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Shared Spectrum

GSMA/Deloitte report explores options for mobile broadband


A new report from the GSMA, an association of mobile operators and related companies, indicates that shared spectrum can complement — but not replace — the need for
exclusive-access spectrum in the provision of mobile broadband. "The Impacts of Licensed Shared Use of Spectrum," developed by Deloitte, highlights how limitations associated with Licensed Shared Access spectrum agreements can significantly reduce the likelihood of mobile operator investment. Therefore, the potential economic benefits derived from spectrum sharing are ultimately lower than those achieved through exclusive-access spectrum.

The report contains a number of findings based on a model that assesses the prospective value of potential Licensed Shared Access scenarios in the United States and the European Union.


  • Exclusive spectrum licensing would add $260 billion to the US economy between 2016 and 2030.
  • In the case that sharing terms strictly limit the use of spectrum by mobile operators, the value would be sharply reduced to $210 billion, or as little as $7 billion.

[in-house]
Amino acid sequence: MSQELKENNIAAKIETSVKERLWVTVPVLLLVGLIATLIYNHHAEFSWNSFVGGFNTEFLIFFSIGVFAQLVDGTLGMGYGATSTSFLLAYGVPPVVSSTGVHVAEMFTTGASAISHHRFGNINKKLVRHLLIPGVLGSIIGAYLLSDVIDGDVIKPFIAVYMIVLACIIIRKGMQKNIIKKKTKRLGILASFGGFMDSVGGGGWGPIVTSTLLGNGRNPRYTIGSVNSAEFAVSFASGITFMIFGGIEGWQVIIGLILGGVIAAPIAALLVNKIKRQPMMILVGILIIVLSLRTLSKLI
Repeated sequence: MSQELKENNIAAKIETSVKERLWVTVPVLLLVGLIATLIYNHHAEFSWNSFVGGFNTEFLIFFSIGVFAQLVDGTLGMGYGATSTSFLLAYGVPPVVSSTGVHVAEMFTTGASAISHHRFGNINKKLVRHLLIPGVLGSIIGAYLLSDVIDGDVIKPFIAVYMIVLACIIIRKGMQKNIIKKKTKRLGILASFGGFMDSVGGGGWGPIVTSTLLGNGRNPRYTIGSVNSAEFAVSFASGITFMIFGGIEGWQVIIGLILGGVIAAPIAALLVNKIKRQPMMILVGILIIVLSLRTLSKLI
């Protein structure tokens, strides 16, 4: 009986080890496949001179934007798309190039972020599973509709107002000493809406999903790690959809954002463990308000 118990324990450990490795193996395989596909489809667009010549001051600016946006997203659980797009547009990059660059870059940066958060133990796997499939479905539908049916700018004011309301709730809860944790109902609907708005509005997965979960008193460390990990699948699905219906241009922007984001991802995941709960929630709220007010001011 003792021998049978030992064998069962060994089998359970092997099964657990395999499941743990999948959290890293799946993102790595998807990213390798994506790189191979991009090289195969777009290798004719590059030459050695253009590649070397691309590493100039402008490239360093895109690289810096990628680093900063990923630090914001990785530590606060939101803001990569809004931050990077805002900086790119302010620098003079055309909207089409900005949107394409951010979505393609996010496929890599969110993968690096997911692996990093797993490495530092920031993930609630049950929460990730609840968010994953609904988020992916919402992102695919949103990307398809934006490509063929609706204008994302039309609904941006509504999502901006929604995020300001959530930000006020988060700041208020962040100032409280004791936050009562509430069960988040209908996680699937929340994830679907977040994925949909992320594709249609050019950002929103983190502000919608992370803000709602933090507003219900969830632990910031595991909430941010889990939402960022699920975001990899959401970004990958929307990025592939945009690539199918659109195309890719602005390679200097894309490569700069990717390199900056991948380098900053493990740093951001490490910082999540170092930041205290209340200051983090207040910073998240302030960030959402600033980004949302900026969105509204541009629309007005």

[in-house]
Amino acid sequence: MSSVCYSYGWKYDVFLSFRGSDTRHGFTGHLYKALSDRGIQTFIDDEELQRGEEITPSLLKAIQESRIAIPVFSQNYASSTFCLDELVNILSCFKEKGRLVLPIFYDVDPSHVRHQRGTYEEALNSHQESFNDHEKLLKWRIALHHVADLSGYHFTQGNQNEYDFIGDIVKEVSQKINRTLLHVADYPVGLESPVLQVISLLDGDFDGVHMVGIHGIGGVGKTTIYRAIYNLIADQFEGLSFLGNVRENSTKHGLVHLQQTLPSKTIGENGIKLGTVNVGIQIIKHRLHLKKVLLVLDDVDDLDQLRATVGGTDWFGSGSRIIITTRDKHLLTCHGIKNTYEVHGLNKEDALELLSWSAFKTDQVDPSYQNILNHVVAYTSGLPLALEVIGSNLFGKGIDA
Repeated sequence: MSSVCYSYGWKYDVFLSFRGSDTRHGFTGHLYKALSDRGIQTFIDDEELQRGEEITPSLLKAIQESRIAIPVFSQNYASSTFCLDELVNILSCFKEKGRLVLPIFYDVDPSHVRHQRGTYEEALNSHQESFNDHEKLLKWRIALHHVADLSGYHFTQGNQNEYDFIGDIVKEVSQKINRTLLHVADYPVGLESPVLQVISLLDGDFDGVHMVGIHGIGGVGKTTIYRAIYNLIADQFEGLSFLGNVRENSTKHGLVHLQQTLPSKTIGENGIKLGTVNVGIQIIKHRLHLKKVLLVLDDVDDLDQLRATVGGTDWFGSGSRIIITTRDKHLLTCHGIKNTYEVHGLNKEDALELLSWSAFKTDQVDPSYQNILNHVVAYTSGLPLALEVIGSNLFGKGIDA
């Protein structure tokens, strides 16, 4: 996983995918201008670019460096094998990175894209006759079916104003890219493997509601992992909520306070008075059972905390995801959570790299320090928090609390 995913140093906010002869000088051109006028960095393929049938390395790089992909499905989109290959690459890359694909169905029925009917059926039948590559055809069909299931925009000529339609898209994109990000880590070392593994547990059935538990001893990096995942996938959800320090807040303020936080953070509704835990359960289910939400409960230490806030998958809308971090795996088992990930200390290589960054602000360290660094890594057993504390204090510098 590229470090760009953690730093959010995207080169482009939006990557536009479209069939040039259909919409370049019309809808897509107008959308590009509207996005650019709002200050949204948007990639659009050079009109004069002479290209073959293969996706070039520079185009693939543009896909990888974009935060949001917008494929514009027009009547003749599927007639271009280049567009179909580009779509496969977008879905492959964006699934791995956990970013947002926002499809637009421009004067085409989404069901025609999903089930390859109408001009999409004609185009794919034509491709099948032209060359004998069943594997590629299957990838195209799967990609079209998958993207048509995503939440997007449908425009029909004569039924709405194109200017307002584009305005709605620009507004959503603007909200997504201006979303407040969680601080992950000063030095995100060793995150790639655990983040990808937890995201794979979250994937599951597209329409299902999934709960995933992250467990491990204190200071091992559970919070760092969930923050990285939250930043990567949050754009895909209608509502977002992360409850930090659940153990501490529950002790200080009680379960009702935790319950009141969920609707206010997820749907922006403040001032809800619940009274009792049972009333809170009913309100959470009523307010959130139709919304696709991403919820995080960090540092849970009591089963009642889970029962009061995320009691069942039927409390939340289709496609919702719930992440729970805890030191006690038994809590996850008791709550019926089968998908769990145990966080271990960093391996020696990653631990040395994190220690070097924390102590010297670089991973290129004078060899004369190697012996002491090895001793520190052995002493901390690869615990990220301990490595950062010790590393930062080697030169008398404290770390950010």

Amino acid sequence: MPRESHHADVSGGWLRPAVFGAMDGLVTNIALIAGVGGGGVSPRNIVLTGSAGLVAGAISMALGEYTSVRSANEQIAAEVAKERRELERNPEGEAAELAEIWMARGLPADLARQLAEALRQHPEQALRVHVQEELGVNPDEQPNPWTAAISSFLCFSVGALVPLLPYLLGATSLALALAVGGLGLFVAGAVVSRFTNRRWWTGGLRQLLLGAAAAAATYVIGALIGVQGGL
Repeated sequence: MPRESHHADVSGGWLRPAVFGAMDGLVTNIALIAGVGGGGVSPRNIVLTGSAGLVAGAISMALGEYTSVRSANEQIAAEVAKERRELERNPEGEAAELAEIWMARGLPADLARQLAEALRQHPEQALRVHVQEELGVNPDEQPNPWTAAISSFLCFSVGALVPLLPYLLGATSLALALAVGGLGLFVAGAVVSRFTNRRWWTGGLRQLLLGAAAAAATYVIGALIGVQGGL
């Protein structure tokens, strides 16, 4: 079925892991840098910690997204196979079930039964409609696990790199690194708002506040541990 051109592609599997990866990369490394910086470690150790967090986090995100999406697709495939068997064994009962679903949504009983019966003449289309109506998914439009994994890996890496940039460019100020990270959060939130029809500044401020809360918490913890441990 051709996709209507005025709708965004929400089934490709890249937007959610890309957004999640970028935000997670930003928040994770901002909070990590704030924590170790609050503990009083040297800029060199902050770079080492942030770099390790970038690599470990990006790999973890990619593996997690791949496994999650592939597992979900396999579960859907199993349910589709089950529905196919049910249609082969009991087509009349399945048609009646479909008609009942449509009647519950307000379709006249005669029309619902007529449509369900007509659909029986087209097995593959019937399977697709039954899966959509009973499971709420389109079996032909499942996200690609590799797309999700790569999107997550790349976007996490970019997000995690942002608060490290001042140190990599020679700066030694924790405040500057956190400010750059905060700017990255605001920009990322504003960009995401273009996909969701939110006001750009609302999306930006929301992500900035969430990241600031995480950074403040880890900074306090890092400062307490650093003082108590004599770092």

The study concludes that the release of exclusive-access spectrum for mobile broadband, rather than shared, offers wide socio-economic benefits for the United States and European Union, including future job creation. It is estimated that the deployment of mobile broadband would generate approximately 2.1 million jobs in the U.S. alone.

The GSMA, headquartered in the U.K., represents the interests of mobile operators worldwide. Spanning more than 220 countries, the GSMA unites nearly 800 of the world’s mobile operators with 250 companies in the broader mobile ecosystem.

As used in this document, "Deloitte" means Deloitte LLP [and its subsidiaries]. Please see for a detailed description of the legal structure of Deloitte LLP and its subsidiaries. Certain services may not be available to attest clients under the rules and regulations of public accounting.

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